Alex McRae: Chores galore

Column by ALEX MCRAE
The next time I want advice about when the world will end, I’ll forget the Mayans and consult Albert at the bait shop. The predictions will be equally accurate.
Millions of people spent much of December frozen with fear because some ancient Mayan calendar carved a long time ago on a real old rock ended on Dec. 21, 2012. 
Scientific types, including archaeologists, anthropologists, historians, soothsayers and Wikipedia editors, swore the calendar ended on Dec. 21, 2012, because that’s when the Mayans had determined the world would cease to exist.
No one ever said why the Mayans — who didn’t even have computers, cars or frozen yogurt — should have been more accurate at predicting the end of the world than anyone else. And people have been forecasting The End ever since The Beginning.
One of the more recent doomsday predictions was issued by the reverend Harold Camping, who made headlines last year when he swore that the Rapture would happen on May 21, 2011, and the planet Earth would become (with apologies to Jerry Lee  Lewis) a Great Ball of Fire on Oct. 21, 2011.
I didn’t put much stock in Camping’s prediction since it included a plea for donations to his ministry. They say you can’t take it with you. Maybe not, but I sure wasn’t going to let Camping take what little I had with him.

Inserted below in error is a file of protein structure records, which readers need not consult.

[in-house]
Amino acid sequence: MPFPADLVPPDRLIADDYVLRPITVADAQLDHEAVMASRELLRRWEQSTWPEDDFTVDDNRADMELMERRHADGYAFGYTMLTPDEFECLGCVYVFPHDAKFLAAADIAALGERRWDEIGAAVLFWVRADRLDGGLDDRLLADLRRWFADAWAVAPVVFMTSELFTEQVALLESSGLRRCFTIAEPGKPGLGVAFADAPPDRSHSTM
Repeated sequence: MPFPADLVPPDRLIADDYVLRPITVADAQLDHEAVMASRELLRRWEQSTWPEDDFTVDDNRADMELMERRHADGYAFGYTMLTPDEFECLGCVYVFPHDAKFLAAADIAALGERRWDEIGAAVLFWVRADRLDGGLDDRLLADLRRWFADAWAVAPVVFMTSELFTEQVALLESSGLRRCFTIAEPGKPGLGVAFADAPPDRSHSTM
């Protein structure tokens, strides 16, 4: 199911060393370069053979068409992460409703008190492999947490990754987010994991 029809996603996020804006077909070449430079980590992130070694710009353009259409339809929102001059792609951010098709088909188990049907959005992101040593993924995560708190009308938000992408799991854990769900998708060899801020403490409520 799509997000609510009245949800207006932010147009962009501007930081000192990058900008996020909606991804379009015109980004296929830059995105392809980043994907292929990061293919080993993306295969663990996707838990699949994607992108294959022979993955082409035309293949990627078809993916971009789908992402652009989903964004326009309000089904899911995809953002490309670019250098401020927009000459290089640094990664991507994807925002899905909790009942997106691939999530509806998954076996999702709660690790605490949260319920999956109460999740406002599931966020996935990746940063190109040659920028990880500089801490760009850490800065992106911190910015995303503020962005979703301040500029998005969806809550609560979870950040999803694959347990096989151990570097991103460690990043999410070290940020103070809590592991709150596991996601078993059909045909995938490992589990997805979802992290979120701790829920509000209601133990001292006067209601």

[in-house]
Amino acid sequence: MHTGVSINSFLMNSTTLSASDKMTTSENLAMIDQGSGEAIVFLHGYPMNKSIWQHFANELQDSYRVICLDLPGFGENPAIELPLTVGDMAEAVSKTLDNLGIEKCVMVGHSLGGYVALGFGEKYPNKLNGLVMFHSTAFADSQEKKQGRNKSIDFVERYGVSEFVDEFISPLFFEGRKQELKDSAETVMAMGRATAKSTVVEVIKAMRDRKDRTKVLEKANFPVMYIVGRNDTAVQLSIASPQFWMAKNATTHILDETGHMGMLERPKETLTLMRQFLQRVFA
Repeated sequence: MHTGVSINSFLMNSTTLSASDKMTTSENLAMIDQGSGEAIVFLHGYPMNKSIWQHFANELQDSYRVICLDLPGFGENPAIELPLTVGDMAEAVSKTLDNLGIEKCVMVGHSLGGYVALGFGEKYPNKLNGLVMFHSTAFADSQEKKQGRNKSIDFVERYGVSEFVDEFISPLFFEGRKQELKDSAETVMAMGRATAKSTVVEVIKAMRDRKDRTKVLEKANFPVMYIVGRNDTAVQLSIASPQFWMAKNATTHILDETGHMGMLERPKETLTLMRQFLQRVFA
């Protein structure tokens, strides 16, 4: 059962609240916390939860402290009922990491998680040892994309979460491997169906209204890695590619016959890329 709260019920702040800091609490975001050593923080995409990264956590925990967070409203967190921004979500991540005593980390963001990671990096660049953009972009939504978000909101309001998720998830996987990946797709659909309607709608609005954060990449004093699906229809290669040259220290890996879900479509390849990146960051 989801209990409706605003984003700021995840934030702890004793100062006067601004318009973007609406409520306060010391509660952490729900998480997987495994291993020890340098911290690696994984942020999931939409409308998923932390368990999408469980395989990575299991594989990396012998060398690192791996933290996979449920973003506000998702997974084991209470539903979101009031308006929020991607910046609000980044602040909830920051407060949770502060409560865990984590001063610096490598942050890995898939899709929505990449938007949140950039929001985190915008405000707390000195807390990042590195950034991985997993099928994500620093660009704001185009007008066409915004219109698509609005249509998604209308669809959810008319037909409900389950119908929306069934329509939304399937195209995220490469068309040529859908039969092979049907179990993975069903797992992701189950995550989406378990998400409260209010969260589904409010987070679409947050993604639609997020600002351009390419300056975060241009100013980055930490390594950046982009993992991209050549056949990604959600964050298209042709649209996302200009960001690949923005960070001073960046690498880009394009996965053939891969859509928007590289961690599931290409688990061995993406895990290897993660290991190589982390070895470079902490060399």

I didn’t pay much attention to the Mayan prediction, either. Mostly because none of the so-called “experts” ever considered that the calendar may have ended on Dec. 21, 2012, because the stone carver got too sick to work or the Mayan Stonecutter’s Union went on strike. Stuff happens. 
Some people, though, clearly took the Mayan prediction to heart. They dusted off their bucket lists and got busy checking off all the things they’d hoped to do before they died (This may be the reason that most of the ticket buyers for the latest Rolling Stones tour took advantage of the AARP discount). 
As usual, I took the road less traveled. As Dec. 21, 2012, drew closer, I didn’t race to check things off my bucket list. I quit checking things off my “to-do” list.
Well, why not?
If the world was going to end, I didn’t want my tombstone to read “He Passed While Painting the Kitchen.”
I wanted to spend my last few days on Earth watching Discovery Channel shows about the end of the world and wondering if they played college football in Heaven and if so, were Georgia’s chances of winning another national championship any better in the Hereafter.
And so the chores piled up. Now Christmas has come and gone and I’ll be starting the New Year by finishing last year’s projects.
Ho, ho, ho.
Which means the diet is back on the schedule, the tax receipts tossed in the drawer will have to be rounded up and sorted out to make sure I pay my “fair share,” the clogged gutter will finally get cleaned, the house will get pressure washed and I’ll break down and buy a new towel. Maybe some socks, too.
 As for doomsday predictions, I’ll do what I should have done all along and stick with the Bible, which says that no one but God knows when the world will end. 
That’s good enough for me. But just in case it’s soon, I’ll put off the painting the kitchen for a while. I think God will understand.
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